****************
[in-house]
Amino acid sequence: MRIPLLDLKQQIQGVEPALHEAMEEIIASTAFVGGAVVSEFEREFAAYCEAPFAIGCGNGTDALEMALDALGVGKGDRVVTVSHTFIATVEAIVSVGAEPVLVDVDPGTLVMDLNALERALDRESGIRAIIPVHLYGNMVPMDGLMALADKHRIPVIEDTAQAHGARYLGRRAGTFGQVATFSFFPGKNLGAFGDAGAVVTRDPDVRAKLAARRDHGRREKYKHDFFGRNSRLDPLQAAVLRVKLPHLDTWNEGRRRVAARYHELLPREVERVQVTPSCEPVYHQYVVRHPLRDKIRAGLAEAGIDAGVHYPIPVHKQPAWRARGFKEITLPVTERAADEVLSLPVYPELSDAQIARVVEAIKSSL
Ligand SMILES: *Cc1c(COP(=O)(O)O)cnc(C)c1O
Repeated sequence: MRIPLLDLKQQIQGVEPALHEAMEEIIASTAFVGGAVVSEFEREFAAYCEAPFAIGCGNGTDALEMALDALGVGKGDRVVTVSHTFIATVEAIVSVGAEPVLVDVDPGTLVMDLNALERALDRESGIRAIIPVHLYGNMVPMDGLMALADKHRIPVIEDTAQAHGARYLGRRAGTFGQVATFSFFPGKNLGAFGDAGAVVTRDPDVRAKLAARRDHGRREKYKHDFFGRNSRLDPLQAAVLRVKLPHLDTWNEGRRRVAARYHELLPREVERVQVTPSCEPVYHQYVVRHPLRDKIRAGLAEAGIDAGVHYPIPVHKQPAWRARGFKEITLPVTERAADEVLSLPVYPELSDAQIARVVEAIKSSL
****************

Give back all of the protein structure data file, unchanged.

[in-house]
Amino acid sequence: MRIPLLDLKQQIQGVEPALHEAMEEIIASTAFVGGAVVSEFEREFAAYCEAPFAIGCGNGTDALEMALDALGVGKGDRVVTVSHTFIATVEAIVSVGAEPVLVDVDPGTLVMDLNALERALDRESGIRAIIPVHLYGNMVPMDGLMALADKHRIPVIEDTAQAHGARYLGRRAGTFGQVATFSFFPGKNLGAFGDAGAVVTRDPDVRAKLAARRDHGRREKYKHDFFGRNSRLDPLQAAVLRVKLPHLDTWNEGRRRVAARYHELLPREVERVQVTPSCEPVYHQYVVRHPLRDKIRAGLAEAGIDAGVHYPIPVHKQPAWRARGFKEITLPVTERAADEVLSLPVYPELSDAQIARVVEAIKSSL
Ligand SMILES: *Cc1c(COP(=O)(O)O)cnc(C)c1O
Repeated sequence: MRIPLLDLKQQIQGVEPALHEAMEEIIASTAFVGGAVVSEFEREFAAYCEAPFAIGCGNGTDALEMALDALGVGKGDRVVTVSHTFIATVEAIVSVGAEPVLVDVDPGTLVMDLNALERALDRESGIRAIIPVHLYGNMVPMDGLMALADKHRIPVIEDTAQAHGARYLGRRAGTFGQVATFSFFPGKNLGAFGDAGAVVTRDPDVRAKLAARRDHGRREKYKHDFFGRNSRLDPLQAAVLRVKLPHLDTWNEGRRRVAARYHELLPREVERVQVTPSCEPVYHQYVVRHPLRDKIRAGLAEAGIDAGVHYPIPVHKQPAWRARGFKEITLPVTERAADEVLSLPVYPELSDAQIARVVEAIKSSL